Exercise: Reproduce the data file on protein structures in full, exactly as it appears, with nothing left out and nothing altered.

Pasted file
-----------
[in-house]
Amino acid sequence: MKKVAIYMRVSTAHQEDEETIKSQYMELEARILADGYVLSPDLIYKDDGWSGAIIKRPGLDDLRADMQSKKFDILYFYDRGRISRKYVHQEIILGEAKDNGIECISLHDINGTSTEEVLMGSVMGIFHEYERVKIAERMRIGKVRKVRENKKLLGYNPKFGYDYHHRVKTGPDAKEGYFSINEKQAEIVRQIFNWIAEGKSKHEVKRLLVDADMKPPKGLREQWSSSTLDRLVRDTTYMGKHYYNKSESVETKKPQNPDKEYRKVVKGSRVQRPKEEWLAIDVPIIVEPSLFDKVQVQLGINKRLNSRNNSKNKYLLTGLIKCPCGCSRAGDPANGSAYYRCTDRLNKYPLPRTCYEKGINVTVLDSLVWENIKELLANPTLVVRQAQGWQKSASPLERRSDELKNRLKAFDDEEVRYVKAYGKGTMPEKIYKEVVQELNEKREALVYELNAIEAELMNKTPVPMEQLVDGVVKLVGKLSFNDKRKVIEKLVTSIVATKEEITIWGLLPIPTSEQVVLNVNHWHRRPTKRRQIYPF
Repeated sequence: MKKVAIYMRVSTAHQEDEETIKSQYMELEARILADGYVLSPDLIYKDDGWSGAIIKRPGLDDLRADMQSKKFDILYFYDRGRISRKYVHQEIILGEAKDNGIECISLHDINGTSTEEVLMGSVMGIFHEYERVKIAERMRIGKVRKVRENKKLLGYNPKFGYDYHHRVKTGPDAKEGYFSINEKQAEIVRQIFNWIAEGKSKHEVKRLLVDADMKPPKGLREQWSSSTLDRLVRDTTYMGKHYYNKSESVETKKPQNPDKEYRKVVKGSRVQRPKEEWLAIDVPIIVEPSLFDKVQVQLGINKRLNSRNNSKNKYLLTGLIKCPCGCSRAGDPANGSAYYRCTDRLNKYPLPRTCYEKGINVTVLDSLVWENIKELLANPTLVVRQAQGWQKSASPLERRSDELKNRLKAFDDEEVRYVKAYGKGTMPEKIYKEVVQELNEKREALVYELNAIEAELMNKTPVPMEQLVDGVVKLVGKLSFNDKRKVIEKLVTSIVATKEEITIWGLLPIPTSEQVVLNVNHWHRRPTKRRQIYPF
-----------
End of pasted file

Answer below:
[in-house]
Amino acid sequence: MKKVAIYMRVSTAHQEDEETIKSQYMELEARILADGYVLSPDLIYKDDGWSGAIIKRPGLDDLRADMQSKKFDILYFYDRGRISRKYVHQEIILGEAKDNGIECISLHDINGTSTEEVLMGSVMGIFHEYERVKIAERMRIGKVRKVRENKKLLGYNPKFGYDYHHRVKTGPDAKEGYFSINEKQAEIVRQIFNWIAEGKSKHEVKRLLVDADMKPPKGLREQWSSSTLDRLVRDTTYMGKHYYNKSESVETKKPQNPDKEYRKVVKGSRVQRPKEEWLAIDVPIIVEPSLFDKVQVQLGINKRLNSRNNSKNKYLLTGLIKCPCGCSRAGDPANGSAYYRCTDRLNKYPLPRTCYEKGINVTVLDSLVWENIKELLANPTLVVRQAQGWQKSASPLERRSDELKNRLKAFDDEEVRYVKAYGKGTMPEKIYKEVVQELNEKREALVYELNAIEAELMNKTPVPMEQLVDGVVKLVGKLSFNDKRKVIEKLVTSIVATKEEITIWGLLPIPTSEQVVLNVNHWHRRPTKRRQIYPF
Repeated sequence: MKKVAIYMRVSTAHQEDEETIKSQYMELEARILADGYVLSPDLIYKDDGWSGAIIKRPGLDDLRADMQSKKFDILYFYDRGRISRKYVHQEIILGEAKDNGIECISLHDINGTSTEEVLMGSVMGIFHEYERVKIAERMRIGKVRKVRENKKLLGYNPKFGYDYHHRVKTGPDAKEGYFSINEKQAEIVRQIFNWIAEGKSKHEVKRLLVDADMKPPKGLREQWSSSTLDRLVRDTTYMGKHYYNKSESVETKKPQNPDKEYRKVVKGSRVQRPKEEWLAIDVPIIVEPSLFDKVQVQLGINKRLNSRNNSKNKYLLTGLIKCPCGCSRAGDPANGSAYYRCTDRLNKYPLPRTCYEKGINVTVLDSLVWENIKELLANPTLVVRQAQGWQKSASPLERRSDELKNRLKAFDDEEVRYVKAYGKGTMPEKIYKEVVQELNEKREALVYELNAIEAELMNKTPVPMEQLVDGVVKLVGKLSFNDKRKVIEKLVTSIVATKEEITIWGLLPIPTSEQVVLNVNHWHRRPTKRRQIYPF